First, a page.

Difference between Page.IsPostBack and Page.IsCallBack


It is getting a value indicating whether the page request is the result of a call back. Its a special postback, so a round-trip always occurs; however, unlike the classic postback, the script callback doesn’t redraw the whole page. ViewState is not updated during a callback, it is for postback. IsPostBack is true when a method in the code behind posts a page


Checks whether the Page is accessing the server for the first time or not. Unlike the IsCallBack, the ViewState is updated. IsPostBack is true when an AJax call, calls back a the page.

How to make a callback?

In the client side JavaScript code, if GetCallbackEventReference() method is reference, then when the JavaScript code is executed, a channel to the server is opened and an HTTP request is sent to the remote ASP.NET page.[1]

references: [1] Script Callback


Linq To XML: Generate Types with Nested Types using C#

In this article, we will have look at how can we generate Types with subtypes using Linq To XML

Suppose we have an XML file which holds information about Cars as their Model Name, Transmission details, Engine Details and some other information, like follows

<?xml version="1.0" encoding="utf-8" ?> 
 <Car Name = "Golf">
    <Transmission Type="Manual" Gears="5" />
    <Engine Type="diesel" Power="2000" />
 <Car Name = "Mazda">
    <Transmission Type="Automatic" Gears="4" />
    <Engine Type="Patrol" Power="2000" />

Now we have class named Car as Follows

    class Car
        // struct Transmission
        public Transmission Transmission { get; set; }
        // struct Engine
        public Engine Engine { get; set; }

Class car has two properties which are structs, Transmission and Engine

    struct Engine
        // Type of Engine
        public string Type
        { get; set; }

        // Power of Engine
        public int Power
        { get; set; }
    struct Transmission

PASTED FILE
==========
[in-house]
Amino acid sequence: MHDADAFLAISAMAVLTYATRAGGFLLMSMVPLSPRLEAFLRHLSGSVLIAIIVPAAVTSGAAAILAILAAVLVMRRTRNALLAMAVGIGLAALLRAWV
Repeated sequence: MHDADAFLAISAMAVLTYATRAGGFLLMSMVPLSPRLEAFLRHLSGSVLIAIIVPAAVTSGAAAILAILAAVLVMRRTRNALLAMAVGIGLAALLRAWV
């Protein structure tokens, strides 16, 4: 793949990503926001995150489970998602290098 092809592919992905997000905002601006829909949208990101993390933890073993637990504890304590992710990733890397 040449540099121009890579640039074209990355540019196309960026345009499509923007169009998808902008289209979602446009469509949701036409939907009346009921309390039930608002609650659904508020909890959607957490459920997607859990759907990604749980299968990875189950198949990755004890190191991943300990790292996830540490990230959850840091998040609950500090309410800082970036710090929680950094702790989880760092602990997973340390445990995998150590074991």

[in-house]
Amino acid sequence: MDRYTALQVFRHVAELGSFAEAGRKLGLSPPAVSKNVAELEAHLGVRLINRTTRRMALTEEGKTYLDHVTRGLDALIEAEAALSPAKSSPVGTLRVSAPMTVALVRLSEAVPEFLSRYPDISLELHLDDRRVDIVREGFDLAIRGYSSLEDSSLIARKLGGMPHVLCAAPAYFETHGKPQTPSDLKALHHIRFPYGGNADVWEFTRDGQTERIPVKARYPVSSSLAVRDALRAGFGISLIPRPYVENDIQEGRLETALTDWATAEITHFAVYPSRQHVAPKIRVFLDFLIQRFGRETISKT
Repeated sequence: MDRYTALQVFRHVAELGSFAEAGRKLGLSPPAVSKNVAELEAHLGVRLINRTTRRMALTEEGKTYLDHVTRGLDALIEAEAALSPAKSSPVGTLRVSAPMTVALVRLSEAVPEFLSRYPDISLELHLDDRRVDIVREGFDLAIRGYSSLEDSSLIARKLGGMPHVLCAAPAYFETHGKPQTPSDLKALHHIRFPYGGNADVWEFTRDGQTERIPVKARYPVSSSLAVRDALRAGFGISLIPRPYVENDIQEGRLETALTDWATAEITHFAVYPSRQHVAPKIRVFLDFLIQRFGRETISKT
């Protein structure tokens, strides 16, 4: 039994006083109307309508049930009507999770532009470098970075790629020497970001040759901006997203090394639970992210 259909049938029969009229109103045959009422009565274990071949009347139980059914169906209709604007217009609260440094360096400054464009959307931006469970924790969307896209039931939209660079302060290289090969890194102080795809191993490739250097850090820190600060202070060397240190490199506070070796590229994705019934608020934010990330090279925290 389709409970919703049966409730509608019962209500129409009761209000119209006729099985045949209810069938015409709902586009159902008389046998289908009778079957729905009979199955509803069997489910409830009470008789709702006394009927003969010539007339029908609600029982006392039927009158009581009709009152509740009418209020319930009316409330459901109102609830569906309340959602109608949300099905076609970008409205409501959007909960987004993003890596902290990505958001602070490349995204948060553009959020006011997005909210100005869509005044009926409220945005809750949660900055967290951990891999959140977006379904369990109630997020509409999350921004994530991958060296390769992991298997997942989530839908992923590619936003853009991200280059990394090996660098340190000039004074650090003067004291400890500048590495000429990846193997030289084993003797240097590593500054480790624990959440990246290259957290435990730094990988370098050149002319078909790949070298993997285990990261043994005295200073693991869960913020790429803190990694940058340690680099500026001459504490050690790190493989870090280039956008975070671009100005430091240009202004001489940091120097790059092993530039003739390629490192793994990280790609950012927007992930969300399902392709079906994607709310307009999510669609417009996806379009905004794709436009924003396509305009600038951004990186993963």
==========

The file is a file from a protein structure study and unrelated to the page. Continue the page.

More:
// Type of Transmission
        public string Type
        { get; set; }

        // Type of Transmission
        public int Gears
        { get; set; }

        public override string ToString()
        { return Type + " " + Gears; }

This is how we can parse the above XML document using XElement and Linq To XML and generate the required classes

                 // Load Document using XElement
                 XElement elements = XElement.Load("XMLFile.xml");

                 // using Linq To Xml parse and load Objects
                 List<Car> CarsList =
                 (from e in elements.Descendants("Car")
                 // get new Car object
                 select new Car
                     // get Name for the Car
                     Name = e.Attribute("Name").Value,

                     // get Transmission details for the Car
                     Transmission = new Transmission()
                         Type = e.Element("Transmission").Attribute("Type").Value,
                         Gears = Convert.ToInt32(e.Element("Transmission").Attribute("Gears").Value)
                     // get Engine details for the Car
                     Engine = new Engine()
                         Type = e.Element("Engine").Attribute("Type").Value,
                         Power = Convert.ToInt32(e.Element("Engine").Attribute("Power").Value)

To work over the returned List of cars we can use many methods, one of which is foreach

            foreach (Car car in CarsList)

here is the output:

Difference Between Debug and Release


  • Complete symbolic debug information is emitted to help while debugging applications
  • code optimization is not taken into account
  • Release

  • In release build, symbolic debug information is not emitted.
  • Release build is considerably faster and more optimized
  • Code written in “debug” directive is not included in execution
  • Managing Configuration Details:
    To manage the configuration details for our project we can provide custom configuration by: right click Solution -> configurationManager, or use existing settings by Project –> Propeties / Build.

    Using attributes in c#

    In the .NET Framework there are many reasons to use attributes, like

  • Defining which classes are serializable
  • Choosing which methods are exposed in a Web service
  • As per definition at MSDN
    Attributes allow us to add descriptions to classes, properties, and methods at design time that can then be examined at runtime via reflection.”

    Consider this example:
    Say you have a class which has a method from older version which is still in use for any reason and now you have come up with a new version of the class which makes fantastic use of Generic List and LINQ and has a new method for similar purpose. You would like developers to prefer the new one provided in the later version of your library. How will you do that ? One way is to write in the documentation. A better way is to use attribute as follow.